First-Year Part-Time Curriculum
Georgetown's first-year program is designed to provide students with the foundation for upperclass studies by introducing the major areas of substantive law while developing the analytical, research and writing skills required of all lawyers. Students in our part-time section, like four of our five full-time sections, are instructed under "curriculum A", the traditional first-year curriculum which parallels those at all major law schools.
Students in the first-year part-time section take 19 credit hours and attend classes on four evenings. Classes meet from 5:45 p.m. until 7:45 p.m. on two or three evenings and until 8:50 p.m. on the other evening(s). First-year classes are not scheduled on Friday evenings.
The first-year classroom instruction is complemented by "1L 101", a series of programs led by faculty and administrators on topics including reading and briefing cases, synthesizing the material, and preparing for exams. These programs are offered in both afternoon and evening times.
In the first year, part-time students take Civil Procedure, Constitutional Law I: The Federal System, Contracts, Legal Practice: Writing and Analysis, and Torts. In their upperclass years, part-time students take the remaining first-year courses (Criminal Justice, Property, and a course designated as meeting the First-Year Elective requirement). For course descriptions and the current schedule, see the first-year schedules in our Curriculum Guide.
All first-year students have the opportunity to request a seat in the optional one-week, 1-credit course "First-Year Week One Simulations," which meets in January. In these Week One courses, students engage in scenarios that have been developed by Georgetown Law faculty to mirror situations that lawyers face in the real world, allowing students to practice critical legal skills such as conflict resolution, trial skills, interviewing, client counseling, legal document drafting, strategic planning, problem solving, teambuilding, stress management, presentation skills, professionalism, and emotional intelligence. Simulation courses are structured to permit for mistakes and provide opportunities for immediate feedback and reflection, giving students the supportive space to hone these legal skills before they need to rely on them in practice. For first-year students, the Week One courses are not only an introduction to experiential learning and the Law Center’s experiential education programming, but a first-hand view into lawyering competencies and law in practice.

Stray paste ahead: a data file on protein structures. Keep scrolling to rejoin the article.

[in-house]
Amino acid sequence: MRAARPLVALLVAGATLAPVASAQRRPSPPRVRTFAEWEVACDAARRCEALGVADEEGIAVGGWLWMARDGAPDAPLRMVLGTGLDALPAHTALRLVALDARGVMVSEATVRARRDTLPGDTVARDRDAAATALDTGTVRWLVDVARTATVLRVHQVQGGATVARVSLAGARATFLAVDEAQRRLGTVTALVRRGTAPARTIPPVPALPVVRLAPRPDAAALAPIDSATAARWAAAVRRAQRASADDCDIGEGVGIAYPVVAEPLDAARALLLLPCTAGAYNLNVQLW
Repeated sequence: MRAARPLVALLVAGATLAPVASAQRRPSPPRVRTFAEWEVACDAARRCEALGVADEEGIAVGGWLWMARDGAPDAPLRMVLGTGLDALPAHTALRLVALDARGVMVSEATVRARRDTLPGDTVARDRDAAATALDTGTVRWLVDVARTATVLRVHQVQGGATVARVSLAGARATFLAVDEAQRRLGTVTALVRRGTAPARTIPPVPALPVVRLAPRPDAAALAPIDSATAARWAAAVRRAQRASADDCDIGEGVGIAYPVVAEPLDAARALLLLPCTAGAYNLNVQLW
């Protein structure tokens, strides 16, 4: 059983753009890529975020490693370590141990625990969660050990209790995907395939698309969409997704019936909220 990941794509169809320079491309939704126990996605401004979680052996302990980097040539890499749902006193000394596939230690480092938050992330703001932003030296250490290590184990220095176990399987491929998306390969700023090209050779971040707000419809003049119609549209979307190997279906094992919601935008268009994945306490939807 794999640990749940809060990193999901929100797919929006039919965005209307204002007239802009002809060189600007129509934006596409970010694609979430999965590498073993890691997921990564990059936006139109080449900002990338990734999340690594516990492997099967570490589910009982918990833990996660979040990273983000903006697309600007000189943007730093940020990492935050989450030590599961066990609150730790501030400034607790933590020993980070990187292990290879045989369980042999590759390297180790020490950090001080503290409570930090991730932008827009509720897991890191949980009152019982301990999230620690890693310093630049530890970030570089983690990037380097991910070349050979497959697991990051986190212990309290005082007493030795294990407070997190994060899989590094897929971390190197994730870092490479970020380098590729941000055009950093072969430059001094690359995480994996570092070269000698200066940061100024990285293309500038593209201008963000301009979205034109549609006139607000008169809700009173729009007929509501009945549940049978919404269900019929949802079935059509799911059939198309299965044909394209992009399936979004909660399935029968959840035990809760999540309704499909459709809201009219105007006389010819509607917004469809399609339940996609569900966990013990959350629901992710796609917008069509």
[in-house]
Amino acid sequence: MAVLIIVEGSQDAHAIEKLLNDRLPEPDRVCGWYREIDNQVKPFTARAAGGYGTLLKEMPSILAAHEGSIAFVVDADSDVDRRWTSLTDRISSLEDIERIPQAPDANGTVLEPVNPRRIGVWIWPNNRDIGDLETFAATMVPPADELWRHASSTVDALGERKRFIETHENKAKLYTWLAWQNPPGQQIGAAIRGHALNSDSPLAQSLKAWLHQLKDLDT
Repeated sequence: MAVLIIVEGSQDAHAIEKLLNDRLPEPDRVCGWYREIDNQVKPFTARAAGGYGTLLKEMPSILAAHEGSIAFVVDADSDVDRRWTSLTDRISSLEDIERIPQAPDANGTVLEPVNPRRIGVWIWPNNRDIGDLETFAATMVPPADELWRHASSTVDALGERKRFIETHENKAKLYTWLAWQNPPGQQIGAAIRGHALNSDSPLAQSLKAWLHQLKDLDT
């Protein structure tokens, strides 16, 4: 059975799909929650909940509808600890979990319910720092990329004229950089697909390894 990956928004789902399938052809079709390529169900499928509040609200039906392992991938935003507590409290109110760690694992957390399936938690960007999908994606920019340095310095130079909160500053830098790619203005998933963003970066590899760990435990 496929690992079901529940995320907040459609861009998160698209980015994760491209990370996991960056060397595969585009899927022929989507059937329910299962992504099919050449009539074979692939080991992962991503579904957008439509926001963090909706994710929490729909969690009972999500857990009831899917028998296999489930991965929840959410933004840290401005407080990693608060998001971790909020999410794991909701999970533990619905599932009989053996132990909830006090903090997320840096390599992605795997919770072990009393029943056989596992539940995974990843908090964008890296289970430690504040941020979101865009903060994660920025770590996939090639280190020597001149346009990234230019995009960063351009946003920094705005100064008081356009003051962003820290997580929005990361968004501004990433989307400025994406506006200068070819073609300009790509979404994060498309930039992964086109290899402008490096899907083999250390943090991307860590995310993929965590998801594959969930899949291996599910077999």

The First-Year Part-Time Student Handbook has been prepared by the Office of J.D. Academic Services as a useful primer on this foundational year of your J.D. studies.